By the end of 1918, the defeat of the German army in France brought the war to a close. Germany accepted an armistice in November after a naval mutiny in Kiel, which spread throughout Germany. Calls for an end to the war and abdication of the kaiser were increasingly vocal, and with the German army retreating in France Germany could not win the war. The end of this war marked the end of the Imperial German Navy, as the Germans established the Weimar Republic. The Treaty of Versailles also limited the new German navy to a meager tonnage of warships.

During the postwar era, the Germans gradually rebuilt their navy, which became the Kriegsmarine in 1935. Although it could never match the size of the former Imperial German Navy, Germany invested in newer, more lightweight, battleships such as the Graf Spee, which was less than 10,000 tons. The Kriegsmarine expanded quickly during the 1930s, and Germany expanded its U-boat fleet during the 1930s. Construction of the Bismarck-class battleships, the Bismarck and Tirpitz, also began in the 1930s and would be complete by the early 1940s.[1] These battleships eclipsed 50,000 tons, and were the largest in Europe when commissioned in 1941.

In 1939, Britain and France declared war on Germany, and the Krigesmarine was soon called into action during the Phony War. The Royal Navy intercepted the Graf Spee whilst on a commerce raiding mission, and after the Battle of River Plate it made it to the port of Montevideo. However, as the ship could not remain in Montevideo the Graff Spee was scuttled shortly after exiting the port.

The German U-boat campaign was most effective in the earlier 1940s, especially after the Krigesmarine gained access to French ports. Wolf Packs closed in on British merchant shipping, which was lost in increasing numbers. The U-boats seemed close to victory in the months of 1942, but the seizing of German cryptography material greatly enhanced the Allied detection of U-boats. Aircraft carriers and enhanced aerial reconnaissance also played its part in defeating the U-boats, which were lost in increasing numbers during 1943.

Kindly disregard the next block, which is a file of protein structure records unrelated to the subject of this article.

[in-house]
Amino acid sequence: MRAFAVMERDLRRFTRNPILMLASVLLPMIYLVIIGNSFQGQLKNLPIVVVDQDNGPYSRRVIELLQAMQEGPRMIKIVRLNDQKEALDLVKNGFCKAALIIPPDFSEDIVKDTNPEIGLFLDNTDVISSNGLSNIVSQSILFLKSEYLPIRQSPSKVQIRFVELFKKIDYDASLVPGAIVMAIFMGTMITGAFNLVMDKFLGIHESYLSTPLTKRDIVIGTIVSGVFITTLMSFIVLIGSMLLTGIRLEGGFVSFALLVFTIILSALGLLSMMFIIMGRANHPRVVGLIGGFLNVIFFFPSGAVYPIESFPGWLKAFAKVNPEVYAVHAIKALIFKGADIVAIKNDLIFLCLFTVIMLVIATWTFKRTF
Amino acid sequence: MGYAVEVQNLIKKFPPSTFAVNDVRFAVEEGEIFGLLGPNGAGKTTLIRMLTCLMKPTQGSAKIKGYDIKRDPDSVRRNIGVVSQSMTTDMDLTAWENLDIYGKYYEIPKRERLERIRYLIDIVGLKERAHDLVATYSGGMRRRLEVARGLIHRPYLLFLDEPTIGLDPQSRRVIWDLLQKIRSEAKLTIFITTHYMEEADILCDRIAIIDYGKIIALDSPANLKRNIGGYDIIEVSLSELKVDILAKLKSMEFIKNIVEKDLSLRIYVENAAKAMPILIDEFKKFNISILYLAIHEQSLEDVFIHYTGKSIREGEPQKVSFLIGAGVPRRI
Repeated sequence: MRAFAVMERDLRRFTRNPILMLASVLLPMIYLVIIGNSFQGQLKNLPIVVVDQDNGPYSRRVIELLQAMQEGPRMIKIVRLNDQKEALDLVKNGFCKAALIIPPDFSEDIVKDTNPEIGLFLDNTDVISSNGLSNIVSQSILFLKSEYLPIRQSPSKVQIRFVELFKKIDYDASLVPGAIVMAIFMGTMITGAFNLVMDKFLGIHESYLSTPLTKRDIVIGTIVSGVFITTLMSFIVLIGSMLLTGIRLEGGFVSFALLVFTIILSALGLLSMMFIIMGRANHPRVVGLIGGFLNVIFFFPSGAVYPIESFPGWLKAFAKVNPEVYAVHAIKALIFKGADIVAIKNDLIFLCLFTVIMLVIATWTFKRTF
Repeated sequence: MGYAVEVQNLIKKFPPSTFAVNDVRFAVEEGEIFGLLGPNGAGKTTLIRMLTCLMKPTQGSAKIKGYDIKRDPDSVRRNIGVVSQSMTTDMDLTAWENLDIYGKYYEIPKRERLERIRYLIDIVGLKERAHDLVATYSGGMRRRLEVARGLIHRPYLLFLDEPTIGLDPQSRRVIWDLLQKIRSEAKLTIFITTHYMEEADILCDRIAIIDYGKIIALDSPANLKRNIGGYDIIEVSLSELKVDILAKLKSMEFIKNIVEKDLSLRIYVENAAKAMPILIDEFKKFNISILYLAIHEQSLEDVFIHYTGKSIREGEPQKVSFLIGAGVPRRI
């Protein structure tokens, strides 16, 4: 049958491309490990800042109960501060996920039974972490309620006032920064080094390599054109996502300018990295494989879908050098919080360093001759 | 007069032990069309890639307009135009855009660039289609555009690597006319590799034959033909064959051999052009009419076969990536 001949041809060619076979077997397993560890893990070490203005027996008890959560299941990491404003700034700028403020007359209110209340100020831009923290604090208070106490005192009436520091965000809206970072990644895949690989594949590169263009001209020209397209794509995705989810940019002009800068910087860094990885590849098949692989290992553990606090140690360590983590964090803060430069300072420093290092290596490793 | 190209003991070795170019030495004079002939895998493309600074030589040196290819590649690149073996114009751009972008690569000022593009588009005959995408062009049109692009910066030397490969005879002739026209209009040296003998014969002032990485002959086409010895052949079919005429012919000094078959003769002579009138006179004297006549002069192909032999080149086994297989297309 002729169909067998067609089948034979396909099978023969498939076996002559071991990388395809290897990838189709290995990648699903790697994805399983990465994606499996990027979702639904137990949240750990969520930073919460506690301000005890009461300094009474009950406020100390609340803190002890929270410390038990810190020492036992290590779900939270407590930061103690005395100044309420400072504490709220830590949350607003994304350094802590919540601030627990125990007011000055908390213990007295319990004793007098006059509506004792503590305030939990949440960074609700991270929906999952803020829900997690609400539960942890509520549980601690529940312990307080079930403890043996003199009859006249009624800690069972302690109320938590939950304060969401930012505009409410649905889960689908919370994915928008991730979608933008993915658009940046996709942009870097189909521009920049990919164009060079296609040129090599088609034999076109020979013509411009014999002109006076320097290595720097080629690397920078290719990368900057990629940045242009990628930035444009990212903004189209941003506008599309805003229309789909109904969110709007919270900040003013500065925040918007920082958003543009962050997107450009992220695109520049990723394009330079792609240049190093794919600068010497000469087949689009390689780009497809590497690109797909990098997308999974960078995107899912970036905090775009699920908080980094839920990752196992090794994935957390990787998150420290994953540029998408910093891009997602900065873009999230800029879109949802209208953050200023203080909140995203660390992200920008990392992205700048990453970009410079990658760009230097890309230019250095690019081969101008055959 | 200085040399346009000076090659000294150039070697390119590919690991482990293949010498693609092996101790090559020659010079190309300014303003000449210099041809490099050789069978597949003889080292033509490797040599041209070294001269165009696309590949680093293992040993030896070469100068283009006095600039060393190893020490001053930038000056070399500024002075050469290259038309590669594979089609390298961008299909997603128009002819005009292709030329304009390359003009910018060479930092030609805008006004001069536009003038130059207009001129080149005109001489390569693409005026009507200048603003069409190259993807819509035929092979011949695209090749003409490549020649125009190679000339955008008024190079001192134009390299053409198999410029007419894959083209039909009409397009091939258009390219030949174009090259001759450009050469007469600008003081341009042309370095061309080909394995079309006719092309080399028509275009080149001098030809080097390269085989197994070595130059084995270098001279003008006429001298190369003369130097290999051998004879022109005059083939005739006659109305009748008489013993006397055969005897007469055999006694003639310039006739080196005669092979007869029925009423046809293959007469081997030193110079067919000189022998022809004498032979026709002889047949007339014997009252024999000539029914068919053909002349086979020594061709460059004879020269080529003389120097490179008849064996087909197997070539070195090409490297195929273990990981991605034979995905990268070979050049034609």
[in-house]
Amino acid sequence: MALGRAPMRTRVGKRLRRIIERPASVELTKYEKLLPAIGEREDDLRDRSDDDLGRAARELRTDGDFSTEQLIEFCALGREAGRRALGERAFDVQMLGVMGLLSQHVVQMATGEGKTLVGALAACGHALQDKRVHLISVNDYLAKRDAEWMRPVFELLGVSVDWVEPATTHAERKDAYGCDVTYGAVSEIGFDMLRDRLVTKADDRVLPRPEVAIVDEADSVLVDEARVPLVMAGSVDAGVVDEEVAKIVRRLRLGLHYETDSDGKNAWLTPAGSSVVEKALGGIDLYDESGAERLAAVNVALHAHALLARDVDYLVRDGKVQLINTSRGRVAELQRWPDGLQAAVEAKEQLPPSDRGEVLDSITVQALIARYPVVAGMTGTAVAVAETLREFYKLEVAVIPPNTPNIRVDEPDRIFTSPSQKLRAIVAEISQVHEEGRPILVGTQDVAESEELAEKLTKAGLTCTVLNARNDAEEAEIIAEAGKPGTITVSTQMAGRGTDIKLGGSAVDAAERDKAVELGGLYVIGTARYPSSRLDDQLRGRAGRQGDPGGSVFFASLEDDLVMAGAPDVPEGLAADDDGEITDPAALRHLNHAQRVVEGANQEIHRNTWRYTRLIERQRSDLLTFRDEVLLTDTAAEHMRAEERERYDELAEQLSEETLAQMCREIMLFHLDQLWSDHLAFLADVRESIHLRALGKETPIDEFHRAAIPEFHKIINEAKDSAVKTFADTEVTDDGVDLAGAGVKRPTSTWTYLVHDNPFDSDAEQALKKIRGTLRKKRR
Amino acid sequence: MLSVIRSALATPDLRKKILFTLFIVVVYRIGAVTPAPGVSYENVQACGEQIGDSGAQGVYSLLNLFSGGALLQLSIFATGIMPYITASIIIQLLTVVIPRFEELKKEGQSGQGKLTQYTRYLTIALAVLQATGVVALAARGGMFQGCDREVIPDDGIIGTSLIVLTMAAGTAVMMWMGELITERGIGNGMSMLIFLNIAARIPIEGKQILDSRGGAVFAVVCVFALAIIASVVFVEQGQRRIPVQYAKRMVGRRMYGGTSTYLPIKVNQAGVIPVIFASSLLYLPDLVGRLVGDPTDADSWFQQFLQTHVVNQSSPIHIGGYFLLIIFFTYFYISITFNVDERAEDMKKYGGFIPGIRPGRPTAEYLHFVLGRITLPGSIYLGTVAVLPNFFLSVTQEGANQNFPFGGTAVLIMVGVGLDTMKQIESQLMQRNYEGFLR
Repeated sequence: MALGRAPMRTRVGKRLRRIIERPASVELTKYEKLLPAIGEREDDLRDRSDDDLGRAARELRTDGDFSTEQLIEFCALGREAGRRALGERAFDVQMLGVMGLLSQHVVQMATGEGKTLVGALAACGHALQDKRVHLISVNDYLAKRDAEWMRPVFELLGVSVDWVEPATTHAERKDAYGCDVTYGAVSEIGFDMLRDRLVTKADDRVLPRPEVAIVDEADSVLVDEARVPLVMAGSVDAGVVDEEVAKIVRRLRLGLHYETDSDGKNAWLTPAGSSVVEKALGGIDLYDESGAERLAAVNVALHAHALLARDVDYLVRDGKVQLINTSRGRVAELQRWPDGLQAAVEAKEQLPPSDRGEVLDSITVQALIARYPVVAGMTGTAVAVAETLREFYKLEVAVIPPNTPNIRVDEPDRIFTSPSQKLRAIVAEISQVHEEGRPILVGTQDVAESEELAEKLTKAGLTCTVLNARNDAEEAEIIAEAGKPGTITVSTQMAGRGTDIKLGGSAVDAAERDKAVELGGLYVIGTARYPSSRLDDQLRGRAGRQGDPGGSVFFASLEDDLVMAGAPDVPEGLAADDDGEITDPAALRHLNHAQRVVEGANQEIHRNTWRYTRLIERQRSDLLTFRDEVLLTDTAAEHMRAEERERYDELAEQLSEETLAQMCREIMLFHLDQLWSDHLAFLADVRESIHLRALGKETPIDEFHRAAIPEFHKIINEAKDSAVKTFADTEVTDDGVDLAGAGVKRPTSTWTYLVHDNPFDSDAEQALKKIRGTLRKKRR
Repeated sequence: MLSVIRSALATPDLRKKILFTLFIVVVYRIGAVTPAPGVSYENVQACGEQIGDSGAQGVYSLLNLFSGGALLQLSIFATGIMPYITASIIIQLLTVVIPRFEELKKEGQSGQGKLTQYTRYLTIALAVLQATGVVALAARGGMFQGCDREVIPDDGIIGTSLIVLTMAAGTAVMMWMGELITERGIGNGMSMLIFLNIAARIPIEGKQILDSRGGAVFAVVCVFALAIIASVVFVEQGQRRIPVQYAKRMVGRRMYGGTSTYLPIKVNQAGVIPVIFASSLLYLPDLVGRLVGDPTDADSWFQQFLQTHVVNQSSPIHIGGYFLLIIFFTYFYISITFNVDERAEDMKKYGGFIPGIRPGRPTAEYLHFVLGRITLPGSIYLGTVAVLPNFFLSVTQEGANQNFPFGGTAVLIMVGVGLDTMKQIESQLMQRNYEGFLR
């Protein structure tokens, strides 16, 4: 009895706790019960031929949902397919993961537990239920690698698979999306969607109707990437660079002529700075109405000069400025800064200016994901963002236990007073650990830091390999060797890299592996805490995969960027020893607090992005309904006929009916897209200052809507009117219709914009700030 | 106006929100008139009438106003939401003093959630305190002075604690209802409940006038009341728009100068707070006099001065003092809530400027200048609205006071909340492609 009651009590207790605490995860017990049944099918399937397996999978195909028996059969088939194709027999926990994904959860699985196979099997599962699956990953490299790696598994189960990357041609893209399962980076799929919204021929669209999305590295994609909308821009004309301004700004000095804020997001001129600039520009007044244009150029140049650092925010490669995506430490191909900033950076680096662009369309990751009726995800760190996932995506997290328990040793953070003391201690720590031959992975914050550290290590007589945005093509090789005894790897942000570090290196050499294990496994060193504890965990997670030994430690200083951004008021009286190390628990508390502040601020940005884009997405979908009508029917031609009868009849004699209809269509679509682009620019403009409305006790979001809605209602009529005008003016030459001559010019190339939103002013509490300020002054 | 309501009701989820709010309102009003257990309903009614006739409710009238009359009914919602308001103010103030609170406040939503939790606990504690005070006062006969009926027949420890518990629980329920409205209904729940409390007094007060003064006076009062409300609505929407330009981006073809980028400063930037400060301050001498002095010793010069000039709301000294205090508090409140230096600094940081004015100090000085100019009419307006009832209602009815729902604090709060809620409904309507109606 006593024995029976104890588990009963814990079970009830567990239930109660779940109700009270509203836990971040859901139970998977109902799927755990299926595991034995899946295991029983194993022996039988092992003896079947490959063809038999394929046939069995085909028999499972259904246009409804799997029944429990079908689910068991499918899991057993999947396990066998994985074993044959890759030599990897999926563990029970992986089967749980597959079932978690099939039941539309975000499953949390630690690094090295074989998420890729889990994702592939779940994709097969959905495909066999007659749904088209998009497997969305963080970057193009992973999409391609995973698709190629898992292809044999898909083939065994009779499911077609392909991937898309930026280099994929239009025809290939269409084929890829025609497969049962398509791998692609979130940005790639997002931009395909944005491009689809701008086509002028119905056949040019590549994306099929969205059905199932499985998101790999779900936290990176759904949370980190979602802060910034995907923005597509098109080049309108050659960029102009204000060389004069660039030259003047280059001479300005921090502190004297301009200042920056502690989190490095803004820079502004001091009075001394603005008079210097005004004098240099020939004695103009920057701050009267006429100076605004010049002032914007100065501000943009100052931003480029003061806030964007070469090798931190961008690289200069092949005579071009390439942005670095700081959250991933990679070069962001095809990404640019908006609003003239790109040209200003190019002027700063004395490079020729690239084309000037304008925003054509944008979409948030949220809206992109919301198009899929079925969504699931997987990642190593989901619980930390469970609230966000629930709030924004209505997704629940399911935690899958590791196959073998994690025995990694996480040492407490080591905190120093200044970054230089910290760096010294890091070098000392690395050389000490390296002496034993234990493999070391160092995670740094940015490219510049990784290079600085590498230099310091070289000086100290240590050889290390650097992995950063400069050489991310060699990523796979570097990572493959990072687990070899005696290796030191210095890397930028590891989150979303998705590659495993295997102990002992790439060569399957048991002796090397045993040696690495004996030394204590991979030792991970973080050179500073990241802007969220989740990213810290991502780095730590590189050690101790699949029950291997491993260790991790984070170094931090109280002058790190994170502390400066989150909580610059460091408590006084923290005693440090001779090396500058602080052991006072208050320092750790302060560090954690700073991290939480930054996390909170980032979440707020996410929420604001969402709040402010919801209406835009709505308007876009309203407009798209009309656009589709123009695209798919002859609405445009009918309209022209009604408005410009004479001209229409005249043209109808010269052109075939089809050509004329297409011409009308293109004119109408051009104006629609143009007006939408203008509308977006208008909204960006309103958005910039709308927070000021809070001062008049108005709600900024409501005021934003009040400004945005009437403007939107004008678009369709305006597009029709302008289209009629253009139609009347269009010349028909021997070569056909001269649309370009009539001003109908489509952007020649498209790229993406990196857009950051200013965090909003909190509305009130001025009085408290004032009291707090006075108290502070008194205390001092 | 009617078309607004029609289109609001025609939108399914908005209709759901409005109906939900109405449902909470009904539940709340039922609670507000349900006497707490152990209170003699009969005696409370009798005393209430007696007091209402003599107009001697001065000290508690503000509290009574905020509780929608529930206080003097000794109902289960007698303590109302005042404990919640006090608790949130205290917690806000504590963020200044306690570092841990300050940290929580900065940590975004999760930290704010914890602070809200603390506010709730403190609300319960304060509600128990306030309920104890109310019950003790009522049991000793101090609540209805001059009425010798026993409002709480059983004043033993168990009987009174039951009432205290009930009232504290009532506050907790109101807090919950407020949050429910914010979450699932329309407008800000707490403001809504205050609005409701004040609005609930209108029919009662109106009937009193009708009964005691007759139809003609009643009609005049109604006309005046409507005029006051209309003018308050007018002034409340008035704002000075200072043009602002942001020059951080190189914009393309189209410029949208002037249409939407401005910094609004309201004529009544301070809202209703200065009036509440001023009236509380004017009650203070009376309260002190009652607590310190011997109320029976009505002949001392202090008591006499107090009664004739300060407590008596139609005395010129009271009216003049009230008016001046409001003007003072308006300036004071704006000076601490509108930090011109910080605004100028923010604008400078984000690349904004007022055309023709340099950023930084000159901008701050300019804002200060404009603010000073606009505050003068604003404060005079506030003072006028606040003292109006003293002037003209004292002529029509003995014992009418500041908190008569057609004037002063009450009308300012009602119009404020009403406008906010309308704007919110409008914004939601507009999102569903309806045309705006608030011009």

Germany’s battleships were also sent on commerce raiding missions. Most notably the Bismarck began its first, and only, commerce raiding mission in 1941. However, it did not reach any of its intended merchant ship targets despite sinking the HMS Hood at the Battle of Denmark Strait. A RAF aircraft jammed the Bismarck’s rudder with its bombs, which ensured that the Royal Navy surface ships could close in and take out the battleship. The Tirpitz remained in action until RAF Lancaster bombers wiped the ship out in 1944.[2]

Battleship BismarckCredit: Image licensed under public domain on Wiki Commons.

By the end of the war, there was little of Kriegsmarine left. The defeat of Germany ended the war in Europe. In the postwar era, their remaining ships fell into the hands of the Allies.

The rise of West Germany marked a new era for the German Navy. In 1956, West Germany joined NATO and established a new navy. This new navy was the Federal Navy, or the Bundesmarine, which remained as such until German unification. Hereafter, the Bundesmarine became the Deutsche Marine, which translates to German Navy.

In the 20th century, the German navy undoubtedly had a notable impact in both world wars. Both the Imperial German Navy and the Kriegsmarine had some formidable battleships in their surface fleets, and the U-boats were especially effective. Germany's navy was the first to effectively deploy submarines for naval operations, and the U-boats gave them a chance of defeating Britain.